Maltese windmill.The Maltese windmill (‘Mitħna tar-riħ’) is a scenic element of the architectural heritage of the islands, adding a definite rural and historical touch to the local landscape. Maltese stone windmills are beautiful structures.

These were introduced even before the arrival of the Knights of the Order of Saint John in Malta in 1530, as the Knights themselves record finding at least two stone windmills already built when they arrived to the islands. Windmills were used in every town and village to mill grain using the energy of the wind, which converted this power by means of the rotary motion of sails called vanes or blades. Since wheat is a very important factor in a human being’s diet, as well as being one of the first earliest products to be cultivated and used by man, the milling of grain was a prestigious and important business, and in fact bread has always been a staple of the Maltese diet.

It is not popular knowledge, but Malta is known to have the highest density of windmills in the world. It is approximated that there was in reality, a windmill for every 9 kilometers. There were in fact, no less than 69 documented stone windmills in Malta and Gozo. At one point there were possibly double that, however many were demolished and are not accounted for. Unfortunately, only 3 of the Maltese windmills still in place still retain their sails, and only two of these are still in working order. These are the Ta’ Kola Windmill in Xagħra, Gozo and Xarolla Windmill in Żurrieq.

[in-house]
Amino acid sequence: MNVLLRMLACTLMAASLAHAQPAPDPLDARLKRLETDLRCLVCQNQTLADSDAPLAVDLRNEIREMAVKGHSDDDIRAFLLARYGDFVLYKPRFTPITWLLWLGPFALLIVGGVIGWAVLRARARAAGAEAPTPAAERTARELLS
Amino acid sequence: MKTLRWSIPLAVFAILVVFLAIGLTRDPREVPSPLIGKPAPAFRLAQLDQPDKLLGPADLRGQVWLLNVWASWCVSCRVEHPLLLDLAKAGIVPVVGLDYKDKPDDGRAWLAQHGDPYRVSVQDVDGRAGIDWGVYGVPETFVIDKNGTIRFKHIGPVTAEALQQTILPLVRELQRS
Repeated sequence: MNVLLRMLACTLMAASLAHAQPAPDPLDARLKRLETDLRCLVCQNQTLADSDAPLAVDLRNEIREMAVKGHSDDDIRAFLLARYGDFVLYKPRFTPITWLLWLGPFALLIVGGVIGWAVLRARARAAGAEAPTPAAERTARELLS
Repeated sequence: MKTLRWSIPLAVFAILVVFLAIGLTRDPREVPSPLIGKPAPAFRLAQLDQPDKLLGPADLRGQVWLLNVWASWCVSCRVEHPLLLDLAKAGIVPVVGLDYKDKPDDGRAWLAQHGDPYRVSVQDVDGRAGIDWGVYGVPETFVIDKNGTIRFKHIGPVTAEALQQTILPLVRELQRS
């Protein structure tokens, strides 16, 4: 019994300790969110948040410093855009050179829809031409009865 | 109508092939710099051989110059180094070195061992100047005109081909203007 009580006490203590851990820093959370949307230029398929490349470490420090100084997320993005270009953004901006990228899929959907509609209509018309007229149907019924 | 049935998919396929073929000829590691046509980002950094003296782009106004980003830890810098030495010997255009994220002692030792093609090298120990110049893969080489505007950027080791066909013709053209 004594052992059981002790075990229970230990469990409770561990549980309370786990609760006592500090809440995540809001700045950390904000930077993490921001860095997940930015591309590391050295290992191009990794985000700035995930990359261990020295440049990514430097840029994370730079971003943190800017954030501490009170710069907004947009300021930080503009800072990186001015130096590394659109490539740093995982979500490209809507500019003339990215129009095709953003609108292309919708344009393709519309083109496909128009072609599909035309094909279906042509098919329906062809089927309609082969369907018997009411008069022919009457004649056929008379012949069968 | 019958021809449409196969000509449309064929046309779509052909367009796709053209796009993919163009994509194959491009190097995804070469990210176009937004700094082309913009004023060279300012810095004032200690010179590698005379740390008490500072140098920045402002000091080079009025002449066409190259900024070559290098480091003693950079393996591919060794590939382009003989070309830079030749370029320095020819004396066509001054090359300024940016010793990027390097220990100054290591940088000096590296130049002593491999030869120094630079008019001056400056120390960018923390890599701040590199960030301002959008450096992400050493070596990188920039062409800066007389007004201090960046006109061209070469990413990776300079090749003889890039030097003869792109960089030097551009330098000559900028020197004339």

It is interesting to note that every windmill was in sight of its neighbouring windmills so that the miller could see whether the others were working or not. This situation might have made windmills a part of a communication and defence system.

All windmills found in Malta and Gozo are tower mills, normally mounted on a square or rectangular base, though round and other shapes do exist. Rooms were usually built around the tower (tromba), giving both support to it, as well as being used for general storage. A windmill could simultaneously be the miller’s family’s residence.

Generally, Maltese windmills tended to be built outside of main built areas, and on high ground to make use of the wind. Each windmill used to have six arms called ‘artinni’, and each arm had two sails, one large and one small. The milling mechanism consisted of two big hard stones, the lower one fixed, while the top stone could move in a circular motion thus crushing the grain placed between the stones. Apart from traditional windmills, there were also smaller mills, which were driven using horses or donkeys. These were called ‘ċentimoli’. There were also small water mills called ‘milendini’.

Although it is true that some of these stone windmills existed prior to the arrived of the Order of Saint John, it is also a known fact that most of the ones found today were built by this same Order, which made it a point to exert a monopoly on their construction and ownership. Windmills formed an integral part of Malta’s history. Those in the countryside were used exclusively for food production, such as wheat, barley or vines, while some of those within the fortified walled cities in Valletta and the three cities could have had a military use, for the production of gunpowder.

After 1838, the government’s monopoly on windmills was lifted, and anyone was allowed to build or own one. By 1900 however, most of the mills were already unused relics, as a consequence of the introduction of steam driven mills, which developed progressively mostly around Grand Harbour area.

Windmills are an integral part of the Maltese heritage and traditional way of life. They are architectural gems which should be protected and acknowledged.